More job losses anticipated for state, region
By Shady Grove Oliver
The Arctic Sounder
The state is bracing itself for a third year of job losses.
While the downward trend is continuing again in 2018, the losses predicted for this year are not expected to be as great as those sustained in 2016 or 2017, according to the annual employment forecast from the Alaska Department of Labor and Workforce Development.
The oil and gas industry is once again anticipated to field some of the deepest cuts, with an additional 500 jobs expected to be lost this year.
"Although the industry is still losing jobs, the pace is nowhere near what it was in 2016," wrote statewide report author Karinne Wiebold. "This forecasted loss, representing 5.1 percent of the industry's overall employment, would be a third of what it lost in 2017."
Last year, the loss represented about 13.3 percent of the total workforce, or about 1,500 jobs. However, some of the most drastic cuts came two years ago, when industry lost a total of about 2,900 jobs.
"The oil and gas industry was able to maintain record high employment levels through most of 2015, but the losses that came in 2016 were swift and deep," Wiebold wrote.
The statewide recession, which followed a drastic drop in oil prices in 2014, has hit various sectors in waves, with the first areas hit being, naturally, the oil and gas industry and state government.
Prudhoe Bay saw high employment in early 2015, before the full effect of the price drop hit, with 13,845 jobs. However, by last fall, the area had lost about 4,600 jobs and hit its lowest employment levels in a decade, according to the Anchorage area report.
"Nationally, oil industry employment began to recover in late 2016," wrote area author Neal Fried. "Another favorable development is oil prices, which have inched up past the $60 mark, which will help stabilize the industry. More exploration and maintenance are on the horizon for the North Slope this year, and oil production has increased for two years in a row and is forecasted to increase again in 2018."
Fried pointed out that recent discoveries by Caelus Energy Alaska and Armstrong Oil and Gas Company could help boost employment in that sector in the long run, should they pan out.
Secondary losses have been seen since in construction and professional services, the report noted, which are highly dependent on both government and industry to stay afloat.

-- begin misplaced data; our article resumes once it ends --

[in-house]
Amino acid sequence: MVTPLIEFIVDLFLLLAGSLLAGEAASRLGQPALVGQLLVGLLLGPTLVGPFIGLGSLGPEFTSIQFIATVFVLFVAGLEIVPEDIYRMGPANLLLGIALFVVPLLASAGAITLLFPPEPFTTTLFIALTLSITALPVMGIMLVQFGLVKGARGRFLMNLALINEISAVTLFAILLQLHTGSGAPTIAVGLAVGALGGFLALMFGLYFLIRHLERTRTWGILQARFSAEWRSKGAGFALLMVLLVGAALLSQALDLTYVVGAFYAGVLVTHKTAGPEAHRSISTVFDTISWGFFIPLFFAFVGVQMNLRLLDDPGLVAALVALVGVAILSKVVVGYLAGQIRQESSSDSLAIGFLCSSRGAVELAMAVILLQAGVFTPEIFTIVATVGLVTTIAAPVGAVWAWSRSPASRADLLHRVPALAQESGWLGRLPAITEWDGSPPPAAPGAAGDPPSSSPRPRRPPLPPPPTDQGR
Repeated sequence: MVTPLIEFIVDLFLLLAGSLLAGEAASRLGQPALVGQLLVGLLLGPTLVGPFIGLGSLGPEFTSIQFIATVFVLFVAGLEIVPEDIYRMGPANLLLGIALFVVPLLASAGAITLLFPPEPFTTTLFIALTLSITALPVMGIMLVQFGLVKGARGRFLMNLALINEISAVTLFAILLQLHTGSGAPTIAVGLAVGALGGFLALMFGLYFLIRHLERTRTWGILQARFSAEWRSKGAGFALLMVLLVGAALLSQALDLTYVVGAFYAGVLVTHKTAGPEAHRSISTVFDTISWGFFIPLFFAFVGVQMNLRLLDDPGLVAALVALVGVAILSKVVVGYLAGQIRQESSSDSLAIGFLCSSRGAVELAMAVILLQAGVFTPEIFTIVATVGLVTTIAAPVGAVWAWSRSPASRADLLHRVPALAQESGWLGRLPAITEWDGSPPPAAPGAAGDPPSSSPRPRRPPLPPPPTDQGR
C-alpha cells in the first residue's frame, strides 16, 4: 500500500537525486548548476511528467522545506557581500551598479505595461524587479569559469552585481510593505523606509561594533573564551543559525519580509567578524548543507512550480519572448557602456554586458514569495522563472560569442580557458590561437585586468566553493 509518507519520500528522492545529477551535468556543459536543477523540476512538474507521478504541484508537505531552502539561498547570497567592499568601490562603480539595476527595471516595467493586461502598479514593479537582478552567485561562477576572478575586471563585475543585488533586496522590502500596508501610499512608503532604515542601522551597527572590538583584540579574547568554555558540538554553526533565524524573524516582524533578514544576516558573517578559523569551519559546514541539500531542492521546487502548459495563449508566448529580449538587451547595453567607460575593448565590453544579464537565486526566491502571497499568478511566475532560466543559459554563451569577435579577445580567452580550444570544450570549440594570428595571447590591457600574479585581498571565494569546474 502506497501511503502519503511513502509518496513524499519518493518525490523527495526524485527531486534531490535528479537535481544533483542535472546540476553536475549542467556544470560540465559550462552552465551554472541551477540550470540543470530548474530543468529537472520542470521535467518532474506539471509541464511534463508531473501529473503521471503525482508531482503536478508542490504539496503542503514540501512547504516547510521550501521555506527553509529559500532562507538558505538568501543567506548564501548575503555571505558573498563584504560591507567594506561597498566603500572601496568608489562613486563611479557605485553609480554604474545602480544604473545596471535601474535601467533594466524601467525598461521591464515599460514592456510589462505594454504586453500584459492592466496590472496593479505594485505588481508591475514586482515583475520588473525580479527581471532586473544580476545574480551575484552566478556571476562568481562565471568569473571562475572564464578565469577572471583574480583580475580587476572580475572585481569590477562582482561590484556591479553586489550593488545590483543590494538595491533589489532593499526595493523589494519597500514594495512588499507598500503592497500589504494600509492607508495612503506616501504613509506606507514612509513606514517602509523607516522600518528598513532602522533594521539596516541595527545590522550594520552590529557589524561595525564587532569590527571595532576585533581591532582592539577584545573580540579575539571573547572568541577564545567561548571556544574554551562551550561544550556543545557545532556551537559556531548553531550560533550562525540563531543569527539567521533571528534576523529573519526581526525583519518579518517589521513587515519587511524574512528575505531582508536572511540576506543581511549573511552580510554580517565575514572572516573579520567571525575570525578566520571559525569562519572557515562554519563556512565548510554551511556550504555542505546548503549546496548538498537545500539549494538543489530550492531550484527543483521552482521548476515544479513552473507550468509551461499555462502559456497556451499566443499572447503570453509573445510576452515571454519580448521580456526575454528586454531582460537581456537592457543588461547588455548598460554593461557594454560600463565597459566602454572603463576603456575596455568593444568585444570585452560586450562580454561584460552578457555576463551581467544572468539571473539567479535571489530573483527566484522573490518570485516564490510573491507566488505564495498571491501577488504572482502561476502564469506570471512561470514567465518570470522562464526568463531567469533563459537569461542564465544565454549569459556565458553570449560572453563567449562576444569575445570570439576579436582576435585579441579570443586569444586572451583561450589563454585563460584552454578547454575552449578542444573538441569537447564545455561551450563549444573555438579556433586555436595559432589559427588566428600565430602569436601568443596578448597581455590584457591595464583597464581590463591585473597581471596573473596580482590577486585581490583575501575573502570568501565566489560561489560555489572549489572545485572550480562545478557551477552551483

"When the oil and gas industry cut projects, construction employment began to fall," Wiebold wrote. "Similarly, when the state capital budget dropped, the construction industry absorbed much of the blow. Projects that were already funded continued, but the last couple of capital budgets have been bare bones, which has meant less construction work."
That area is predicted to lose about 500 jobs this year, as well.
"While losses are tapering, that's partly because the bulk of the losses have already happened," Wiebold wrote.
The construction sector lost nearly 3,000 jobs total over the last two years, after losing just 200 in 2015.
The northernmost part of the state, including the North Slope, Northwest Arctic and Bering Straits region, once again saw the highest percentage of jobs lost overall in Alaska, measured from November 2016 to November 2017. During that period, the region saw a 4.1 percent drop in employment.
Looking at regional numbers, which have not been seasonally adjusted, the Nome Census Area saw its unemployment rate rise slightly from 11.7 percent to 11.9 percent.
The North Slope borough jumped a bit more from 6.5 percent to 6.9 percent.
The Northwest Arctic maintained its position as having the greatest unemployment in the region, rising from 15.2 percent to 15.5 percent. As a whole, the region's unemployment went up from 10.6 percent to 11.1 percent from late 2016 to late 2017.
While job losses and economic hardships from the recession are expected to continue throughout the state and region this year, they are not expected to be as great as they have been over the last two years.